Oblates of Saint Benedict – Good Shepherd Monastery – Starr County, Texas

Prayer, Religious Vocation, Lay Associates, Gospel of Life Work, Catholic Radio Ministry, Retreats

Who are the Oblates?

Benedictine Oblates are lay persons who wish to incorporate Benedictine values in their own lives. They share in the graces God generously gives to our order. We initiated the formation of oblates in 1997 and to date have been blessed with more than 60 lay associates of our monastery. One of the values that they aspire to is the deepening of their prayer life through meditation on the Word of God with the desire to live it fully and faithfully.

A recent activity among the oblates has been studying and reflecting on the words of our late, great Pope John Paul II in the Gospel of Life where he exhorts us to transform our culture into a “civilization of love.” His words have resonated deep in our hearts and this has brought about a great desire to impact our society with Gospel values concerning the sanctity of human life, from natural conception to natural death.

Oblates also keep in touch with our community in Starr County. They have helped construct our adoration chapel and monastic residence, alongside becoming involved in our pro-life apostolate.

Becoming an oblate involves a year of formation where candidates study and reflect on the Rule of St. Benedict. Candidates are gradually incorporated into the community and then make a final oblation during the annual oblate retreat. Oblate formation can be done in either Spanish or English.

Are you drawn to the Benedictine values of hospitality, prayer and a zeal for the Gospel of Life Work?

Maybe the Oblates are right for you. An oblate is someone who wants to practice what St. Benedict taught. Although his Rule ware written for monks, its Christian principals can be applied by everyone else. An Oblate of St. Benedict is associates with a particular Benedictine community.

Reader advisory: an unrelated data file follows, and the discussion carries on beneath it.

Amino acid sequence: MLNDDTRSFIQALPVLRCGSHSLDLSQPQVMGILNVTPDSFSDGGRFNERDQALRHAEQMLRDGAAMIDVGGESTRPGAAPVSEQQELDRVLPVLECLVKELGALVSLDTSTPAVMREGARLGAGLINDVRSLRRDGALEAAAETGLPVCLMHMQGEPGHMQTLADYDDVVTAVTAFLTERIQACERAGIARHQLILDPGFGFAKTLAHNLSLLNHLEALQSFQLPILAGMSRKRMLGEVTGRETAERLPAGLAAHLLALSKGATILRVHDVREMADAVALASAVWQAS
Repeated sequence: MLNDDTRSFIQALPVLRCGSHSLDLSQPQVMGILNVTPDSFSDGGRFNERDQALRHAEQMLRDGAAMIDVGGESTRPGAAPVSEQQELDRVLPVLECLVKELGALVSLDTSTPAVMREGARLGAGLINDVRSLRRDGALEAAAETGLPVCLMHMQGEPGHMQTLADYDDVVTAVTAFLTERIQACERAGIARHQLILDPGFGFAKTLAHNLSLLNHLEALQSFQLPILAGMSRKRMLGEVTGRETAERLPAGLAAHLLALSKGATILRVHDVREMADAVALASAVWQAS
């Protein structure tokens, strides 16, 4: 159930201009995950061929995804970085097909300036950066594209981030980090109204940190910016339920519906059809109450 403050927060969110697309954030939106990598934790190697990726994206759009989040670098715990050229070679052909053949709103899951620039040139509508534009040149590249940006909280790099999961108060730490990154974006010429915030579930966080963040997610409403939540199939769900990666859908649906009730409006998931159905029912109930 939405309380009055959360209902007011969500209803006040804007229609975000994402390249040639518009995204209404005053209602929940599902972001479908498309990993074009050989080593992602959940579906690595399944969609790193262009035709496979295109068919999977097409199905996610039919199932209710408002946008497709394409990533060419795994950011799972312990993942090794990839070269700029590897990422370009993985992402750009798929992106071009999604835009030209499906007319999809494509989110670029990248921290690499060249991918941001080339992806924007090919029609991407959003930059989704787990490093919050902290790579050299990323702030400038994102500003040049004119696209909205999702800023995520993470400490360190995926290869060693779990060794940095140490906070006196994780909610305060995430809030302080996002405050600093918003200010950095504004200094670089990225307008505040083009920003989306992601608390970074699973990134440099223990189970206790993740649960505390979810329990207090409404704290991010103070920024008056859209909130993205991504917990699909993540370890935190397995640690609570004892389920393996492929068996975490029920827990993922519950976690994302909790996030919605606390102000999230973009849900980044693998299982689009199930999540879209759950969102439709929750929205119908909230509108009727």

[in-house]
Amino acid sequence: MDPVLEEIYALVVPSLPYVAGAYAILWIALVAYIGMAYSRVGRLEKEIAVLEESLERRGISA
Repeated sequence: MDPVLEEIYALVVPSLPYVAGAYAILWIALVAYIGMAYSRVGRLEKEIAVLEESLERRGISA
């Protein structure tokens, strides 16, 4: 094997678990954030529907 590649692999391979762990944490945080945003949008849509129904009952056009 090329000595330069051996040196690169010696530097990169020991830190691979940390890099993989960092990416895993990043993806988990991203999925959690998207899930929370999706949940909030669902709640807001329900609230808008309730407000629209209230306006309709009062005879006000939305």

Oblates are encouraged (but are not morally bound) to pray at least part of the Liturgy of the Hours in union with the Benedictine Sisters. What St. Benedict wants us to read daily and faithfully is sacred scripture (Lectio Divina).  Oblates, of course work in their own homes or in the business world, but wherever we work and whatever kind of work we do, St. Benedict teaches us about the dignity of labor.

Video by Oblate Corina Vela

A Benedictine Oblate…

  • Integrates prayer and work to represent Christ in society
  • Shapes his/her life by living according to the Rule of Saint Benedict
  • Acts as a witness of Christ by work and example to those around him
  • Enriches his/her Christian life through study
  • Lives and works in the mainstream of society
  • Prays as his/her calling in life permits
  • Lives with family members or singly
  • Offers oblation of self to God

Spiritual Opportunities…

  • Monthly oblate gatherings are designed for community, study, prayer and Christian support
  • Annual oblate retreat: An opportunity to get away and refocus on your oblate commitment. It is during this retreat that new oblates are welcomed into the community and current oblates renw their oblation
  • Sharing our joys and sorrows
  • Assist with the annual Paisano Festival
  • Build our faith community. Culture of Life Apostolate, relationship with the Lord, and transformation into Christ

Learn more…

After the meeting, should you find a desire to go deeper into the Benedictine Spirituality and way of life, you can begin a year of formation-building community through studying, praying and sharing a meal each month. Affiliation with our Benedictine community “officially” begins when a copy of The Holy Rule to study is presented. A year after the monthly gatherings take place, the candidate will join a deanery which consists of persons who have already made their oblation. After these two years of discernment (one of study with the initial group of beginners) the person is welcome to make his/her oblation which is an offering of self to God, a renewal of one’s Baptismal vows. Oblates do not take upon themselves any of the canonical obligation that monks and nuns do. Oblates do not profess vows. Nevertheless, becoming an oblate is something that should not be done without serious consideration. This is why two years of discernment is offered to each individual. The person is welcome to make his/her oblation in the Fall.

If you are interested in becoming an oblate of our community, please feel welcome to contact us.